"My company commander had a party," she says, "and there was a band there, a makeshift band, where he played guitar, and a couple other guys played drums. They were doing a blues number, and I was like, 'Well, you know, I sing a little bit ... . Can I do something?
"And I did Jimi Hendrix's 'Red House,'" Foster continues. "And my company commander pulled me aside the next day, and he demanded that I go try out for the Navy band. He said, 'Why are you here?'"
Laughing, Foster adds, "So I was busted."
Her tenure with the Navy band (for which she served as a percussionist) found Foster stationed in Charleston, South Carolina, touring the southeast, and traveling to such locales as Puerto Rico and Iceland. She also joined, as a vocalist, the Navy ensemble Pride, which Foster describes as "a top-40, funk-band branch of the military band. Those guys are the best musicians I have ever played with, and I've played with a lot of great musicians. They're very, very sharp, and can read and write their asses off."
Armed with a newfound passion for music, Foster finished her four years in the military and, after a brief stay in Charleston, set off for New York City. "I wanted to do music on my own terms," she says of the decision. "You know, I didn't want to run away from music anymore, and New York was definitely where I needed to be."
Foster admits that New York "kicked my butt" but adds that "I kicked back," and she was eventually contracted as a songwriter for Atlantic Records.
"Atlantic was a great umbrella to be under while I figured out what I wanted to do, genre-wise," she says. "If I wanted to play guitar, or just sing in front of a band, or what. So I did that for three years, and I wrote with some great people." Foster also continued to perform, frequently playing small clubs and venues in Greenwich Village, "in places that Bob Dylan played in. It was beautiful. I was livin' the dream."
In 1993, though, she opted to relocate yet again -- this time, back to her home state. "My mother [who passed away in 1996] wasn't doing too well," Foster explains, "but I was also homesick. Really homesick. So homesick that the only thing I wrote about in New York was Texas."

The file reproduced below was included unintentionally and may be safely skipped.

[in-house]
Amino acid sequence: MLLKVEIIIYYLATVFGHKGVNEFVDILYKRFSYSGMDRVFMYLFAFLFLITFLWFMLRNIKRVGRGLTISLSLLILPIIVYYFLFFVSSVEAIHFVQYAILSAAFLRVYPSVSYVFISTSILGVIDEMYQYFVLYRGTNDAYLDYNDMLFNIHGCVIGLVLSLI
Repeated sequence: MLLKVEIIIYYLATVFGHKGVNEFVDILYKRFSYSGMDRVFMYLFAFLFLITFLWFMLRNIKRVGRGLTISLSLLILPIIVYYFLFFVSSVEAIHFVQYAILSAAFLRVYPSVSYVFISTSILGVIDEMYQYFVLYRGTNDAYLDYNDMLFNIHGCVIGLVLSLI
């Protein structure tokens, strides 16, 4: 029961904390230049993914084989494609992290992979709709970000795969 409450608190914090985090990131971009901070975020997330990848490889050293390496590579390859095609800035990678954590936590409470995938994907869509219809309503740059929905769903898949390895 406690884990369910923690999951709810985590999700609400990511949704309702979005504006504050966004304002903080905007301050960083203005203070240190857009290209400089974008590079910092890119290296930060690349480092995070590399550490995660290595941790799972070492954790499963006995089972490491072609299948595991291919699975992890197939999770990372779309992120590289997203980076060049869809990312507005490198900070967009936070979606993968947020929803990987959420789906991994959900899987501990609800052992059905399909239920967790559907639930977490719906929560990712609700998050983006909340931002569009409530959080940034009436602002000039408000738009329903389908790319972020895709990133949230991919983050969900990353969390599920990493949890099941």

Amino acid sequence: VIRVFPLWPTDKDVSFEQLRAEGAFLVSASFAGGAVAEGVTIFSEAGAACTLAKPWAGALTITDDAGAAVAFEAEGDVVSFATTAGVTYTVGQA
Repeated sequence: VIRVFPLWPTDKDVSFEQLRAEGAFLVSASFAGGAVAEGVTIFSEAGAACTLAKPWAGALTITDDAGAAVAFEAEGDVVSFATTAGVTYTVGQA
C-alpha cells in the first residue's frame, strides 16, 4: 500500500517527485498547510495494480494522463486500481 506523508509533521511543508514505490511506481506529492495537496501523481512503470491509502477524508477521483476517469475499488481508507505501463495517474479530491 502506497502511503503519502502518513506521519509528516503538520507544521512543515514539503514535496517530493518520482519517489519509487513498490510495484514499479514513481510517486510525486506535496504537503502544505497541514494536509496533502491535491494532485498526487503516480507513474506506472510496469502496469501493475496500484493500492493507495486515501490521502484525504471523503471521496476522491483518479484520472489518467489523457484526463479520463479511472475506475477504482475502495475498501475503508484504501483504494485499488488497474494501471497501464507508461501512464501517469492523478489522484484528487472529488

And it would be hard to argue that her return hasn't been a boon to Foster's professional success, as her 1997 debut CD Full Circle -- and the three albums that followed -- were all produced there.
"For a first project," says the musician of Full Circle, "I think it was great. You know, it was all home-done. I had friends to take the [CD cover] picture, I had friends do up the artwork ... . It was done well, and it was a relatively easy process ... although the people behind it would probably say it wasn't, because they know how much I really don't like going into the studio."
Foster laughs. "When it's my project, I kind of have to be dragged. I love doing projects with other people; it's just when it comes time to making decisions, it's really good for me to have a great producer."
Which, says Foster, is exactly what she got in Chris Goldsmith, who produced her fifth CD The Truth According to Ruthie Foster, described by Blues Revue magazine as "a full-on blast of soul and blues."
"I don't know how it happened," she says of the CD, Foster's first to be produced outside of Texas, in Memphis' legendary Ardent Studios. "I have to give it all to Chris. How he managed to get [the late blues pianist] Jim Dickinson to come up was just beyond me. But he did. He wasn't feeling very well, but he got in there, and he gave everything that he was. And Robben Ford played guitar. He only had about two days he could spare before going off to Italy on tour. And Wayne Jackson of the Memphis Horns came in and just laid down some brilliant stuff.
"It was just incredible," she says. "A really good experience. And that's what keeps me doing [music]. It's really about just getting up and creating, you know? Even if it's just journaling -- that turns into a song for me a lot of times.
"Music is very much still exciting for me. And if it doesn't get that way, I just stop, and I do something else for a while."